For this example, a boundary mesh with markers has been predefined. The geometry models a Scanning Electrochemical Microscopy (SECM) probe. This specific probe is a heptode, as it has seven electrodes embedded in a circular glass structure.

Use a predefined boundary mesh.
Convert the BoundaryMeshRegion to a boundary ElementMesh.

For more information about the relation between BoundaryMeshRegion objects and ElementMesh objects, please consult the "Element Mesh Generation" tutorial.

The predefined boundary mesh region has integer markers set to the boundary faces and points. Those markers can be visualized and used as positions where boundary conditions are applied during the solution process.

Visualize the point markers according to their grouping.

Since the boundary conditions only involve Dirichlet conditions, only the point elements and markers are of interest. Dirichlet conditions always operate on point elements. For completeness, the boundary mesh also has markers for the boundary elements implemented. These were needed to specify Neumann-type boundary values, which always operate on boundary elements.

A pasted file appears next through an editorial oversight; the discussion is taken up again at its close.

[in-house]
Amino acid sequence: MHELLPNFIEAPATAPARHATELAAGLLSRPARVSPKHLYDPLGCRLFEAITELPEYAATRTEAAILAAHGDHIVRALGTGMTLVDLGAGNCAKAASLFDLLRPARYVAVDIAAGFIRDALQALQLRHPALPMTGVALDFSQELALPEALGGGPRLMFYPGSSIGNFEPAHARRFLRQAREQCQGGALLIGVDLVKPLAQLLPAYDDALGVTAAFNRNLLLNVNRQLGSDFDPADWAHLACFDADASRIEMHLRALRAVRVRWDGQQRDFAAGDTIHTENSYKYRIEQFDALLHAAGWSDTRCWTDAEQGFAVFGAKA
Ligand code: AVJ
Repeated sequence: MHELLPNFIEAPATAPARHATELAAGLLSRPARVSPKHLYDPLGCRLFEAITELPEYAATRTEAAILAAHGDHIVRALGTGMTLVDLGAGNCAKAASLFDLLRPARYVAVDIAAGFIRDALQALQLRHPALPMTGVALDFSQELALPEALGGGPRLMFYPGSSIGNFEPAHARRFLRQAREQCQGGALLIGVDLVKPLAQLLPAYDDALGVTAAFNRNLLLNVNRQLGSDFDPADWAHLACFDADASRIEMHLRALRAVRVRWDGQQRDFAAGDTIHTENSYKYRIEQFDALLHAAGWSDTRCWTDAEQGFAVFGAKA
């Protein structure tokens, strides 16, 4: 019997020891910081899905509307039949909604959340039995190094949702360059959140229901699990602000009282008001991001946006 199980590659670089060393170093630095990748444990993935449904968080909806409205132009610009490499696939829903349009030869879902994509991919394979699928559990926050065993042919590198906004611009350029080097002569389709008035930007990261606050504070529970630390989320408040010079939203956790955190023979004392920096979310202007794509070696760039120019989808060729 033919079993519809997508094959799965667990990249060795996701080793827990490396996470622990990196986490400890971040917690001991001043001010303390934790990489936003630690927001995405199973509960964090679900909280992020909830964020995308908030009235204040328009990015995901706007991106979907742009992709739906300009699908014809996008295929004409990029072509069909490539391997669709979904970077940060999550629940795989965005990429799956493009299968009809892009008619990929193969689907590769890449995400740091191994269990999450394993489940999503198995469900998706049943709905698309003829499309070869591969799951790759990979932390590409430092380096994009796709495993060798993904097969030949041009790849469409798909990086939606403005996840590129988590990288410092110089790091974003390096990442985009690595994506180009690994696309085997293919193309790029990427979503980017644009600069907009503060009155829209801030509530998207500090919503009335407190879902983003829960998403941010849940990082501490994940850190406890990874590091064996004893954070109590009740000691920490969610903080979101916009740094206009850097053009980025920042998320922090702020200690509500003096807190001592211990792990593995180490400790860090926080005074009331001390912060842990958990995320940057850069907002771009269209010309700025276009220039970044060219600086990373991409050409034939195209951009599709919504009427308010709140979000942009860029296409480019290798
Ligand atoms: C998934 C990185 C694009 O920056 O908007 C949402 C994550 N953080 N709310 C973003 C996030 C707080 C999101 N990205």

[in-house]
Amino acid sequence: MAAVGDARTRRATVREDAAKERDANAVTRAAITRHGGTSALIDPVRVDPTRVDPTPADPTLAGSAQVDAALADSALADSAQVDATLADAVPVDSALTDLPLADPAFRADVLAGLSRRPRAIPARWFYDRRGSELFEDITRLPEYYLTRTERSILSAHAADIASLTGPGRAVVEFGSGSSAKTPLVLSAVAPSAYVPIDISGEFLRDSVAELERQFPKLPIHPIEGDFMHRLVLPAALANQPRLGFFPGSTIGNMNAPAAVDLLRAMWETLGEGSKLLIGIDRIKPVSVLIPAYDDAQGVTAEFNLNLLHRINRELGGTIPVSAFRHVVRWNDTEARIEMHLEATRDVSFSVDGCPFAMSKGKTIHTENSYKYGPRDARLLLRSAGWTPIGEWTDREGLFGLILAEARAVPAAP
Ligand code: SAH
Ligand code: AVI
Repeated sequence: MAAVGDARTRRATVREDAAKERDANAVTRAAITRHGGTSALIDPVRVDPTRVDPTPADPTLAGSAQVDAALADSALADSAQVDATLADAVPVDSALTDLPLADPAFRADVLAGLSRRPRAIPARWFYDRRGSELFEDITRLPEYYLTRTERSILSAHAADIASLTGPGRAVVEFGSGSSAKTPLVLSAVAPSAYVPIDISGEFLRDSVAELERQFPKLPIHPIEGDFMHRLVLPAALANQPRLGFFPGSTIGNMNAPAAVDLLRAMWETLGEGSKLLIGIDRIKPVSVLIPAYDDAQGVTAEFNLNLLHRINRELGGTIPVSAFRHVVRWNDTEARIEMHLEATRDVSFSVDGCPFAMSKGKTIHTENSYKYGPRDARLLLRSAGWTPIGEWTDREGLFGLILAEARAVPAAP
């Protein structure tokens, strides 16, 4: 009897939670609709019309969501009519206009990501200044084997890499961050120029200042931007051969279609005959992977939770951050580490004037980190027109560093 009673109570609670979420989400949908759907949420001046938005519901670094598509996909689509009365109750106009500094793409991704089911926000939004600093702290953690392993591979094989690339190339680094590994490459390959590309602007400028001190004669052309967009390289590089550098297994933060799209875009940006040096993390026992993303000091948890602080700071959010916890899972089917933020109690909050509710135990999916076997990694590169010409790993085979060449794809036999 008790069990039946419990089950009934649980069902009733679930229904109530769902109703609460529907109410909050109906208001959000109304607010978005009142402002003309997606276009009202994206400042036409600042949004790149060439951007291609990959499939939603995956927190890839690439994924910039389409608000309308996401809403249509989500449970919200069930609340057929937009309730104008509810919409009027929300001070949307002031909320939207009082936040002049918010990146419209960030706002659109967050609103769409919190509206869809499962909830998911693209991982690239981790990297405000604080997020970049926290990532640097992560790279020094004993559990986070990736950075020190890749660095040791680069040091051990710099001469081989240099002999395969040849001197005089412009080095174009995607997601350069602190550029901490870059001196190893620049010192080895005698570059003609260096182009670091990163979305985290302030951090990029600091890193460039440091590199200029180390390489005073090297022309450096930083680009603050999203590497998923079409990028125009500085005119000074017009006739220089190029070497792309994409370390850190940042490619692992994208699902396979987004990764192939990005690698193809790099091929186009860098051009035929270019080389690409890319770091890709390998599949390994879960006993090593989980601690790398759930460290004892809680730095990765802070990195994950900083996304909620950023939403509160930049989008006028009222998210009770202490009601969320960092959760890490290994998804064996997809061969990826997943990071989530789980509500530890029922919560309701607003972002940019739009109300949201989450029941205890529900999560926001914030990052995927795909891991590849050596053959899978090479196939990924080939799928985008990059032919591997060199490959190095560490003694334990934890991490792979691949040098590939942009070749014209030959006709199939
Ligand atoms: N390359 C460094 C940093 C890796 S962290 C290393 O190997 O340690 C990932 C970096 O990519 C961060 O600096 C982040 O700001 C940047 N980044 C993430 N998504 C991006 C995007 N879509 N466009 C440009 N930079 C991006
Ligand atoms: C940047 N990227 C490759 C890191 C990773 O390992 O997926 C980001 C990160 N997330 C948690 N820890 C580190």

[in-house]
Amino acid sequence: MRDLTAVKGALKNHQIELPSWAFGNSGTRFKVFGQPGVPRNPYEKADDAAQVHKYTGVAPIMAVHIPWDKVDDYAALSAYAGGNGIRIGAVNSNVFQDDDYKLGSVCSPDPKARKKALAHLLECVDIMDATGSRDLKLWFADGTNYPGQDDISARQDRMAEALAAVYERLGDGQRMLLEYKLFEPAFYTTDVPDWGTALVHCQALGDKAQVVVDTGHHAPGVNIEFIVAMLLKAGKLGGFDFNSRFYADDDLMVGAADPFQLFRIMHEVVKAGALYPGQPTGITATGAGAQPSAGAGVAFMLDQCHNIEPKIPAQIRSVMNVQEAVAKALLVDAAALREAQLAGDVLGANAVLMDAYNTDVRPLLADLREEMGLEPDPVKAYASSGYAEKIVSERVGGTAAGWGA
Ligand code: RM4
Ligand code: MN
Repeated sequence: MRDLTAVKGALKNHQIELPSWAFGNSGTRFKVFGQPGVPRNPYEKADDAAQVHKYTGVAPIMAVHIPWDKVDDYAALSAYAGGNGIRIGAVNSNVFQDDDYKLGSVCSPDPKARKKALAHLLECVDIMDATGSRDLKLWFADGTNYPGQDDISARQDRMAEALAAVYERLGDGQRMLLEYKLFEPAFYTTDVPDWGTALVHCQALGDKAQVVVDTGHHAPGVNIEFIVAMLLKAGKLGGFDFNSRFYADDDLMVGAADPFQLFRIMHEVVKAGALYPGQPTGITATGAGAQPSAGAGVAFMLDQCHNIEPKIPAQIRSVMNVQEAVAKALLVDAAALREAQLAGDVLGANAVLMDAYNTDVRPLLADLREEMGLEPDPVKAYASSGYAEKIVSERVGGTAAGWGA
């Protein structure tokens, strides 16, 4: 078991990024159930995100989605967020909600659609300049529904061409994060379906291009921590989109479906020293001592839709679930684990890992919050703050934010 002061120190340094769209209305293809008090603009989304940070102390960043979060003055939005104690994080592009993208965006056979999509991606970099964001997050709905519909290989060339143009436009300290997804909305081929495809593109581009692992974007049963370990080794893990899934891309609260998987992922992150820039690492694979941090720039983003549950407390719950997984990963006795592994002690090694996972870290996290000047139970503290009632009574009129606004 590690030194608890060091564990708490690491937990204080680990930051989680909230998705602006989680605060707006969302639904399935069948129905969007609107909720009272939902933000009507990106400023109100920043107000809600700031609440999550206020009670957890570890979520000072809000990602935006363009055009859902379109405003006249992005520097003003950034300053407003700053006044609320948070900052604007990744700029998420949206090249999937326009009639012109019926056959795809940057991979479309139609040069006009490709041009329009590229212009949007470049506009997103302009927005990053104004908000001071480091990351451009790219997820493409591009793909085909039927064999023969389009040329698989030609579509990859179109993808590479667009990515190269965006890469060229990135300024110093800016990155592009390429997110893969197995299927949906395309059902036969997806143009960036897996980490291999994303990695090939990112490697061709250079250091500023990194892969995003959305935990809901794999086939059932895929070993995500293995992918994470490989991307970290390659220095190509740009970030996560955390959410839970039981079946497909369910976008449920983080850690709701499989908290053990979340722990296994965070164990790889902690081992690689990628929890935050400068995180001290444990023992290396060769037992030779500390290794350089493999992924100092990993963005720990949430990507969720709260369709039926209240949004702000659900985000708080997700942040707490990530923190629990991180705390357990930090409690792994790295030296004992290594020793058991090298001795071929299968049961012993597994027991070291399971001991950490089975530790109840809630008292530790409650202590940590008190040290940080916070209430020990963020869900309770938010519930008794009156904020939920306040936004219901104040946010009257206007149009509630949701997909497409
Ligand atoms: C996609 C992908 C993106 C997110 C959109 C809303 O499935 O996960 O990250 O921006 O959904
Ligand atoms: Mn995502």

Create a full first-order mesh with optimized node connectivity.

Strictly speaking, the node reordering is optional. When the node reordering method option is set to True, the bandwidth the system matrices have is minimized. The lower bandwidth can be beneficial for iterative solvers. Since the node reordering only needs to be done once, and the solvers are used for each time step, it is often advantageous to use node reordering for transient problems.

Set up variable data.

In this case, as there is no ImplicitRegion specification, the ElementMesh object may be directly used to create the NumericalRegion object.

Set up solution data.

Populate the solution data. The "Time" component is the initial time t0 where the integration starts. Setting the "DependentVariables" and "TemporalDerivatives" components sets the initial condition and derivative of the initial condition.

Initialize the PDE coefficients.
Initialize the PDE boundary conditions.
Initialize the method data.
Discretize the system.
Extract all system matrices and deploy the boundary conditions.

Note that the first transient matrix, the damping matrix, is populated. This will be needed during the time integration later.

Visualize the stiffness matrix.

Note the structure of the stiffness matrix. Using "NodeReordering"->False during the mesh generation process will result in much less structured system matrices.

Before computing the transient solution, inspect the stationary solution.

Find the stationary solution.